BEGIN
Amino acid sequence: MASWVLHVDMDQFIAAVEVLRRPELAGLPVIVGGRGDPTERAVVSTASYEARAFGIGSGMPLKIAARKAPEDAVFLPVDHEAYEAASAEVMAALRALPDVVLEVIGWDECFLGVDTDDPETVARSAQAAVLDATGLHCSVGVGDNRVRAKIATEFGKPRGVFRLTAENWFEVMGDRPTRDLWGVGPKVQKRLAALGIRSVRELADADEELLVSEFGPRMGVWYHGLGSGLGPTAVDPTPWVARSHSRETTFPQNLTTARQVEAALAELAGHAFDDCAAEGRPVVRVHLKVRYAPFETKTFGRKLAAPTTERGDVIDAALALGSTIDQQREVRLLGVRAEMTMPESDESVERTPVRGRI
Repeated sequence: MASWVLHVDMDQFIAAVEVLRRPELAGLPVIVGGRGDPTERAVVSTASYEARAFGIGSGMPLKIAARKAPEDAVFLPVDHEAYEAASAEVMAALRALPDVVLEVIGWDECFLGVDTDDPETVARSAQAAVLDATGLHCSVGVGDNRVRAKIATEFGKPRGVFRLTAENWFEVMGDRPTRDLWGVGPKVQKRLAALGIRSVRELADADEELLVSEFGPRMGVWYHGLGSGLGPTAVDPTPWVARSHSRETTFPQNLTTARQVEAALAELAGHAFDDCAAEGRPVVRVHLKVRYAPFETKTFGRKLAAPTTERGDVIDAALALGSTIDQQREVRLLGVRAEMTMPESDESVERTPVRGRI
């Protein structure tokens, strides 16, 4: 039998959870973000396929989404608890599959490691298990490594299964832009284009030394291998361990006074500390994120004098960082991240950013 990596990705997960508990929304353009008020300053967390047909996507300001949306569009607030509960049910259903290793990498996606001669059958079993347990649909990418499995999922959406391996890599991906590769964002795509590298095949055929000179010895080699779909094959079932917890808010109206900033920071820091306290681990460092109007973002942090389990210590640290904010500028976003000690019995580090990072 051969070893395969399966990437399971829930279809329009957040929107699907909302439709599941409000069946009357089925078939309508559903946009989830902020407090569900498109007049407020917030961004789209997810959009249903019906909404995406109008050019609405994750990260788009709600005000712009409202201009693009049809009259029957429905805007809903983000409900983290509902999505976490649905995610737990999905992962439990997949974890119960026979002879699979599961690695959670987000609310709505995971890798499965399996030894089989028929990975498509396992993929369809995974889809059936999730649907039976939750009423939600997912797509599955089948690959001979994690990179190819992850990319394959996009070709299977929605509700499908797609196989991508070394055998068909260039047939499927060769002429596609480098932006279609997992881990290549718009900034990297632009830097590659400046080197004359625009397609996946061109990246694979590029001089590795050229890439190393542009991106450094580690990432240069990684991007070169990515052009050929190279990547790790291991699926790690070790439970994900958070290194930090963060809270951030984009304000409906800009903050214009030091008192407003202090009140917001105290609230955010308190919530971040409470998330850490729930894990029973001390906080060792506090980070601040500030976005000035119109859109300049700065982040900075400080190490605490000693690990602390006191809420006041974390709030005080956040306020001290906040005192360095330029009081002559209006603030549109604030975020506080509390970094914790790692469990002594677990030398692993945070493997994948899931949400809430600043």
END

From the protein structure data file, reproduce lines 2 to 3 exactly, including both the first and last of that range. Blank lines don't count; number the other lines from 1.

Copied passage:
Repeated sequence: MASWVLHVDMDQFIAAVEVLRRPELAGLPVIVGGRGDPTERAVVSTASYEARAFGIGSGMPLKIAARKAPEDAVFLPVDHEAYEAASAEVMAALRALPDVVLEVIGWDECFLGVDTDDPETVARSAQAAVLDATGLHCSVGVGDNRVRAKIATEFGKPRGVFRLTAENWFEVMGDRPTRDLWGVGPKVQKRLAALGIRSVRELADADEELLVSEFGPRMGVWYHGLGSGLGPTAVDPTPWVARSHSRETTFPQNLTTARQVEAALAELAGHAFDDCAAEGRPVVRVHLKVRYAPFETKTFGRKLAAPTTERGDVIDAALALGSTIDQQREVRLLGVRAEMTMPESDESVERTPVRGRI
């Protein structure tokens, strides 16, 4: 039998959870973000396929989404608890599959490691298990490594299964832009284009030394291998361990006074500390994120004098960082991240950013 990596990705997960508990929304353009008020300053967390047909996507300001949306569009607030509960049910259903290793990498996606001669059958079993347990649909990418499995999922959406391996890599991906590769964002795509590298095949055929000179010895080699779909094959079932917890808010109206900033920071820091306290681990460092109007973002942090389990210590640290904010500028976003000690019995580090990072 051969070893395969399966990437399971829930279809329009957040929107699907909302439709599941409000069946009357089925078939309508559903946009989830902020407090569900498109007049407020917030961004789209997810959009249903019906909404995406109008050019609405994750990260788009709600005000712009409202201009693009049809009259029957429905805007809903983000409900983290509902999505976490649905995610737990999905992962439990997949974890119960026979002879699979599961690695959670987000609310709505995971890798499965399996030894089989028929990975498509396992993929369809995974889809059936999730649907039976939750009423939600997912797509599955089948690959001979994690990179190819992850990319394959996009070709299977929605509700499908797609196989991508070394055998068909260039047939499927060769002429596609480098932006279609997992881990290549718009900034990297632009830097590659400046080197004359625009397609996946061109990246694979590029001089590795050229890439190393542009991106450094580690990432240069990684991007070169990515052009050929190279990547790790291991699926790690070790439970994900958070290194930090963060809270951030984009304000409906800009903050214009030091008192407003202090009140917001105290609230955010308190919530971040409470998330850490729930894990029973001390906080060792506090980070601040500030976005000035119109859109300049700065982040900075400080190490605490000693690990602390006191809420006041974390709030005080956040306020001290906040005192360095330029009081002559209006603030549109604030975020506080509390970094914790790692469990002594677990030398692993945070493997994948899931949400809430600043």